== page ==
John C. Swensen papers
John C. Swensen papers
The John C. Swensen papers include histories, correspondence and other ephemera that pertains to his personal, professional and church life. Much of the collection refers to Stanford University where he attended. Brigham Young Academy/University is mentioned throughout as he attended school there as well as taught. John C. was very involved in pedagogy which is reflected through these papers. Much of the collection consists of letters from prior students of John C. Swensen. Writings of his autobiography are also included. The collection dates from 1848-1953.
- Extent: 1 carton (1 linear ft.)
- Creator: Swensen, John C. (John Canute), 1869-1953
- Call Number: MSS 6772
- Repository: L. Tom Perry Special Collections; 20th Century Western & Mormon Manuscripts; 1130 Harold B. Lee Library; Brigham Young University; Provo, Utah 84606; http://sc.lib.byu.edu/
- Access Restrictions: Open for public research.
- Languages and Scripts
- Conditions of Use
- It is the responsibility of the researcher to obtain any necessary copyright clearances. Permission to publish material from John C. Swensen personal and professional papers must be obtained from the Supervisor of Reference Services and/or the L. Tom Perry Special Collections Board of Curators.
- Preferred Citation
- Initial citation: MSS 6772; John C. Swensen personal and professional papers; 19th and 20th Century Western and Mormon Manuscripts; L. Tom Perry Special Collections, Harold B. Lee Library, Brigham Young University. Following citations: MSS 6772, LTPSC.
- Custodial History
- Donated by Albert Swensen in 1988.
- Acquisition Information
- Donated; Albert Swensen; 1988.
- Related Material
- Teacher Education records, 1973-1995; UA 1245. Program of the dedication of the John C. Swensen Lecture Hall in the Joseph F. Smith Family Living Center, 1961; UA 107. Papers, 1956; UA 108. Autobiography of John Canute Swenson (February 4, 1869-August 30, 1953); BX 8608 .A1a no.3656. Autobiography; BX 8670.1 .Sw42a. Autobiography of John Canute Swensen: taken from notes and writing left by John C. Swensen; UA 108. Pedagogical history of the Brigham Young University class of 1893; BX 8670 .B762 1893. Local history term papers, 1924; UA 30. Letters, 1904; MSS SC 2375. Papers, 1895-1898; UA 109. Funeral service John C. Swensen; BX 8670 .A1a no.24. Fourth annual leadership week, Brigham Young University, January 26-30, 1925; BX 8608 .B76l 1925.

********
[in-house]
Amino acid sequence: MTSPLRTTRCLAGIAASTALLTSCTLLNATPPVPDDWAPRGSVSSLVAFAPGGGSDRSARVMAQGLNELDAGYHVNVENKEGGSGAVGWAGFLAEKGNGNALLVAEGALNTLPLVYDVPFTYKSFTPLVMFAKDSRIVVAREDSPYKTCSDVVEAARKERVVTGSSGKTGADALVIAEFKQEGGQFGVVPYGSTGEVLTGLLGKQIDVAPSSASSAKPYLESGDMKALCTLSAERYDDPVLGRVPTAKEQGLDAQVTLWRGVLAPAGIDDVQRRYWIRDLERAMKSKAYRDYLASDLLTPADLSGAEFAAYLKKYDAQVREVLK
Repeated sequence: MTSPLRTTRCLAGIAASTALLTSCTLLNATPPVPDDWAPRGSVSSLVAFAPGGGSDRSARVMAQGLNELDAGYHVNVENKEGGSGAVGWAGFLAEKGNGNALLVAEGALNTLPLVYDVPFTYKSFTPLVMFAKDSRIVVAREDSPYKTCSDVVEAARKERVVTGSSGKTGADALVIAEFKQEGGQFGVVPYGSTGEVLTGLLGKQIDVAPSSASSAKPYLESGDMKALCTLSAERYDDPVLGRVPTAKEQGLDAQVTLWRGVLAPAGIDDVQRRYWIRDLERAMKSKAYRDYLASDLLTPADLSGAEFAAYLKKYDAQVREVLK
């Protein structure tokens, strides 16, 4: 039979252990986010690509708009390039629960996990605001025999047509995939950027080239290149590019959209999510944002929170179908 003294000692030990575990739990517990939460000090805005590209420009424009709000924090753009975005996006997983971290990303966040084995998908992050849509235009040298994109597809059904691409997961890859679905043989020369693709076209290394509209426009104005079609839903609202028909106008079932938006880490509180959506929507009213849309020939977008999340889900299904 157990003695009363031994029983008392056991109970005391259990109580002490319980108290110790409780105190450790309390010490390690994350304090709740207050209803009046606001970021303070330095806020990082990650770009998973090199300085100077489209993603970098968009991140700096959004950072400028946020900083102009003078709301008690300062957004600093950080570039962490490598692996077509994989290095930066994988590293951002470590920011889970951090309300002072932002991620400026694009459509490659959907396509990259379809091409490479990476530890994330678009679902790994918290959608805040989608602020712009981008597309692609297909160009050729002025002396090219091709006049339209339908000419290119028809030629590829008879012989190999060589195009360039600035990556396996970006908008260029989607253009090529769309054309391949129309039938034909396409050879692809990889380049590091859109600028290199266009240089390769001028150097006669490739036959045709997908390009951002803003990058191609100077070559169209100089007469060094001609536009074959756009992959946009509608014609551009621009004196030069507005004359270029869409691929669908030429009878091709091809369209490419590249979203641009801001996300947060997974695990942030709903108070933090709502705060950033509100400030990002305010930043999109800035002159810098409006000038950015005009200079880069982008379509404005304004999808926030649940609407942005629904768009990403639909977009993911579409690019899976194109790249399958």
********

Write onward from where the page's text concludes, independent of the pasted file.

- Subject Terms
- Brigham Young Academy--Faculty; Stanford University--Students; Colleges and Universities; Education--United States
- Genre / Form
- Autobiographies; Letters
- Processing Information
- Processed; Katie Connors, student processor; John Murphy, curator; 2009.
- Appraisal Information
- 19th and 20th Century Western and Mormon Manuscripts because of collection development policy because of 5.VI "Utah and the American West and LDS cultural, social, and religious history."
- Finding Aid ID Number
- Finding Aid Title
- Swensen (John C.) papers
- Finding Aid Author
- Finding aid prepared by Katie Connors, student processor, and John Murphy, curator
- Finding Aid Creator
- This finding aid was produced using the Archivists' Toolkit 2010-10-08T09:21-0600
- Finding Aid Language
- Finding aid written in English in Latin script.
- Biographical Info:
John C. (Canute) Swensenwas a teacher at Brigham Young Academy, and was well known for his excellent teaching of Economics and Sociology.
John C. (Canute) Swensen was born on 4 February 1869 in Pleasant Grove to Knud and Johanna Marie Hansen Swensen. His parents were born in Denmark and had immigrated to the United States. John C. was the fourth of five children. He married to Margaret Davis on 21 June 1899; they had ten children. John C. had early experiences with farming. He served a six week mission to Park City. He then began his teaching career in Panguitch, Utah, in 1889. John C. later received the A.B. at Stanford University and later obtaind an M.A. at Columbia University. He received instruction from the early sociologists of America. He was devoted in his teaching. He began teaching at Brigham Young Academy in 1898. He was a greatly esteemed professor of Economics and Sociology.
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